You see them at the park. It is a nice, sunny day. There are about ten people standing around each other and they are...juggling? Balls, pins, hoops… You sip your coffee and watch them. How odd, you think, to spend the afternoon with a group of people juggling. Yet they seem so contented. Do they know something you don’t?
It has long been understood that there is a relationship between brain matter and brain function, as the brain’s physicality is directly affected by physical and mental behaviors. Brain plasticity is the brain’s ability to change chemically, physically and functionally. There have been great strides in observing the brain’s plasticity through the use of magnetic brain imaging (MRI) and other imaging techniques. These technologies allow scientists to study just how certain activities grow the brain. As it turns out, the brain’s willingness to learn is quite remarkable. 
What are some brain-building activities that you can enjoy that are fun and inexpensive?
Chess - it’s not just for kings
While there are mixed results from studies questioning whether or not chess will improve school performance or intelligence, findings demonstrate that both hemispheres in the brains of chess experts are activated simultaneously while playing chess. This does not happen with novice chess players, as only their left hemispheres are activated during chess playing activity. These findings strongly suggesting that chess - and other learned areas of expertise - trains the brain to be more efficient. 
In addition, research is beginning to shed light on the possibility that there is a certain part of the brain involved in making judgement calls because this area of the brain “lights up” when one is engaged in the check-mate moment of chess. 
No, playing chess will likely not make you smarter, but there are other positives to playing chess such as confidence and independence development. Plus, chess is a great way to be social, especially for those people in environments where socializing and brain building are exceptionally important such as in nursing homes or mental health institutions.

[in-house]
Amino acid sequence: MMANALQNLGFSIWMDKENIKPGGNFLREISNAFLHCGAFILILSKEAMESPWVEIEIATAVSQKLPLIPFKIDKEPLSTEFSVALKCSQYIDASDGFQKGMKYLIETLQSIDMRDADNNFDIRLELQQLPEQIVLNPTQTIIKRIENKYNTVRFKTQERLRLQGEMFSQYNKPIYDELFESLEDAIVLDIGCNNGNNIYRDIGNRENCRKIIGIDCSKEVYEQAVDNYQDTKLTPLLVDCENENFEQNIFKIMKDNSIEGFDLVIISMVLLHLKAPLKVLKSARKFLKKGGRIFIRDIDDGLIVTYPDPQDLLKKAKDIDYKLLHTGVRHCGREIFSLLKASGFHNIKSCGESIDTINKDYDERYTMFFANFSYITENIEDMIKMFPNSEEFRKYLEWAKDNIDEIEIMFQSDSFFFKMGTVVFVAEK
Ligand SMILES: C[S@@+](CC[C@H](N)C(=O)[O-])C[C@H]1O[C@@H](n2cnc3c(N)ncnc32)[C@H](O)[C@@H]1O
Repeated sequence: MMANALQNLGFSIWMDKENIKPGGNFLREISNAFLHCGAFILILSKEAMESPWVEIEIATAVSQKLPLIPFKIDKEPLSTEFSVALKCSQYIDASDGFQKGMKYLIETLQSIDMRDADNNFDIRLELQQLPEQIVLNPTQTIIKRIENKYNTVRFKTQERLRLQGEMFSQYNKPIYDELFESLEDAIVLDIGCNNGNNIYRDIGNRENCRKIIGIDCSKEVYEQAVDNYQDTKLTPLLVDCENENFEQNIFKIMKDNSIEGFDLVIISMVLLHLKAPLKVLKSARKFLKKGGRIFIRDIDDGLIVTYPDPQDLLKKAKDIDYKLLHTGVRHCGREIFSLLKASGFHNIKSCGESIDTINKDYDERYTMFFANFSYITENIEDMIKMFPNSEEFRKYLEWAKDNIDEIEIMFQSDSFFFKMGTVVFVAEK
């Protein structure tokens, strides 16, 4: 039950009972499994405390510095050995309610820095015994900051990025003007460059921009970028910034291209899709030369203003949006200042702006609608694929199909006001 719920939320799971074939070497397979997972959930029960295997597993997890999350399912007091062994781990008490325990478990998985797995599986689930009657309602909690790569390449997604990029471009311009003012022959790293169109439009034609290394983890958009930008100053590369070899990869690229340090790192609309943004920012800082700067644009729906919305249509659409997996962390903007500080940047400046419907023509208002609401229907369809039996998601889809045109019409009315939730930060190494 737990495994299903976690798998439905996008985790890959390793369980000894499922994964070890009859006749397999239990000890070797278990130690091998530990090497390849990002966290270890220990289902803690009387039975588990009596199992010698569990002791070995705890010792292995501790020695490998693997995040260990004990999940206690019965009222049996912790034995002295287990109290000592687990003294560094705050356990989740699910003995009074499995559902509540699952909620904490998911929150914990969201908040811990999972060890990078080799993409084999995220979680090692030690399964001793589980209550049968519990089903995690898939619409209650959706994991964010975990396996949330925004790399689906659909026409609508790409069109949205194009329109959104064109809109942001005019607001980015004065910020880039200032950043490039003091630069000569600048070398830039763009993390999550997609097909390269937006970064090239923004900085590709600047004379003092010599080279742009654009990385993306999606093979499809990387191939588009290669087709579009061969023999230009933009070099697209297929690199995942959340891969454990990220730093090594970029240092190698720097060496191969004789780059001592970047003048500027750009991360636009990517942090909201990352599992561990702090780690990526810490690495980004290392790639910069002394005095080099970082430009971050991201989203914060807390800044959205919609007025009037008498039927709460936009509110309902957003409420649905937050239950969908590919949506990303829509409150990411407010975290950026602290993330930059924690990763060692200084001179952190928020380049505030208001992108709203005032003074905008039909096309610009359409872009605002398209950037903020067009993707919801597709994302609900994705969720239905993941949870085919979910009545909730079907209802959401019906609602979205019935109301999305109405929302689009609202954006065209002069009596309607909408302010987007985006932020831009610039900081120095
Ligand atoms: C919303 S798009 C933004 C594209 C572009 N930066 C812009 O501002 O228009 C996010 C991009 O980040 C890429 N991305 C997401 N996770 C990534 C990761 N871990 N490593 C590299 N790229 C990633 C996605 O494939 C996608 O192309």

Juggling - it’s not just for clowns
That group of people you saw juggling in the park the other day? Turns out they’re not so weird. Actually, they are on to something.
Juggling has had known benefits for thousands of years. An ancient drawing found in Egypt depicts a group of women juggling together, each with two or three balls in the air. A complex motor skill task, juggling has been shown to increase density in grey brain matter in the regions associated with visuomotor coordination. It also increases white matter in the brain, that is, the pathways that transmit signals from one area of the brain to another. 
The great thing about the brain is that grey matter density can increase even in the elderly, so juggling is a great way for the aged to keep their brains sharp. Elderly jugglers may not reach the same level of ability as younger jugglers, nor will the grey matter increase as much, but studies have repeatedly shown that any complex whole-body task and acquirement of highly abstract information is essential for brain growth. 
Perhaps every normal person should learn to juggle. Or at least try. It worked for the ancient Egyptians, afterall.
Tree climbing - it’s not just for squirrels